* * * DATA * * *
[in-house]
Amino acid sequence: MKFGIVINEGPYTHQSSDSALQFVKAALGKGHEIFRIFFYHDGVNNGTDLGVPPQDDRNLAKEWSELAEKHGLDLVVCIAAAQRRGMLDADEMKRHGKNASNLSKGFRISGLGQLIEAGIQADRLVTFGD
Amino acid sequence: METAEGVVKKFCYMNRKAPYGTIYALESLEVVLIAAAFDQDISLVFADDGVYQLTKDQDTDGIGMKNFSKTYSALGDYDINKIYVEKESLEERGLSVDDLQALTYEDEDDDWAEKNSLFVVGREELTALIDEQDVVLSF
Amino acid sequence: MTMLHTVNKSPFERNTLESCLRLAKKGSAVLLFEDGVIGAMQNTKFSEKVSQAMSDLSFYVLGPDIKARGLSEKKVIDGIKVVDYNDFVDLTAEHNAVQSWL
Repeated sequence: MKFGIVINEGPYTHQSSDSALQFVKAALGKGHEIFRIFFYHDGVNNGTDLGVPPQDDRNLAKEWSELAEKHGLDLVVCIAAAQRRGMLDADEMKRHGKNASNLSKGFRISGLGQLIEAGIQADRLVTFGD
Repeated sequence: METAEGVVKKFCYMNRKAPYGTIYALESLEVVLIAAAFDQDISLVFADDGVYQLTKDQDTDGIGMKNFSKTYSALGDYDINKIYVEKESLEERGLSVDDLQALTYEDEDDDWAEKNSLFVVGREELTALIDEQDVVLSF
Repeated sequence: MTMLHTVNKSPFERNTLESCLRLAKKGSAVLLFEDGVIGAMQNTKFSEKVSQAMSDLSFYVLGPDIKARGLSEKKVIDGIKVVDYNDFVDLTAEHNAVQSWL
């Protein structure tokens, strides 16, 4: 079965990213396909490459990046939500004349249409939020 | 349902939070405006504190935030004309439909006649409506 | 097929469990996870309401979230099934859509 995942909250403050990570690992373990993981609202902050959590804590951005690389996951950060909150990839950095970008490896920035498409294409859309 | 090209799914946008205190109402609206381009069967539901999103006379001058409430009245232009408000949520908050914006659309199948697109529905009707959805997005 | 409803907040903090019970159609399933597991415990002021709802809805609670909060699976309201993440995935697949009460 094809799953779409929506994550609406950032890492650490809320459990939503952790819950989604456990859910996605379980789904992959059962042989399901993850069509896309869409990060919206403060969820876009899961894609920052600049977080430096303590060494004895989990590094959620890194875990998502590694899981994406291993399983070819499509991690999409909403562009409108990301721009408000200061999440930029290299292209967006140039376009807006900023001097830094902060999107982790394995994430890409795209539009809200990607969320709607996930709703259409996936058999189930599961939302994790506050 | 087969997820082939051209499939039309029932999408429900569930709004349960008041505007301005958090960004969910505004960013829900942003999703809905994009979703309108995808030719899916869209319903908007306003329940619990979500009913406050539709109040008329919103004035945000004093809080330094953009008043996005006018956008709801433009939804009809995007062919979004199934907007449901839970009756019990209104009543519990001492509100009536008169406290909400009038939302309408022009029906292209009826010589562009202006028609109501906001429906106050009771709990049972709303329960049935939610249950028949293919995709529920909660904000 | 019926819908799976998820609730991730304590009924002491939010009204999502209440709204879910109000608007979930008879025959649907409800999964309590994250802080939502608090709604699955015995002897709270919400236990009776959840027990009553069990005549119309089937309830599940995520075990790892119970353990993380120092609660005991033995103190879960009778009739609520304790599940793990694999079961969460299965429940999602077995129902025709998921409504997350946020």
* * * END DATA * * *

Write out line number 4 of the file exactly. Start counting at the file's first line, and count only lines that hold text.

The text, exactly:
Amino acid sequence: MTMLHTVNKSPFERNTLESCLRLAKKGSAVLLFEDGVIGAMQNTKFSEKVSQAMSDLSFYVLGPDIKARGLSEKKVIDGIKVVDYNDFVDLTAEHNAVQSWL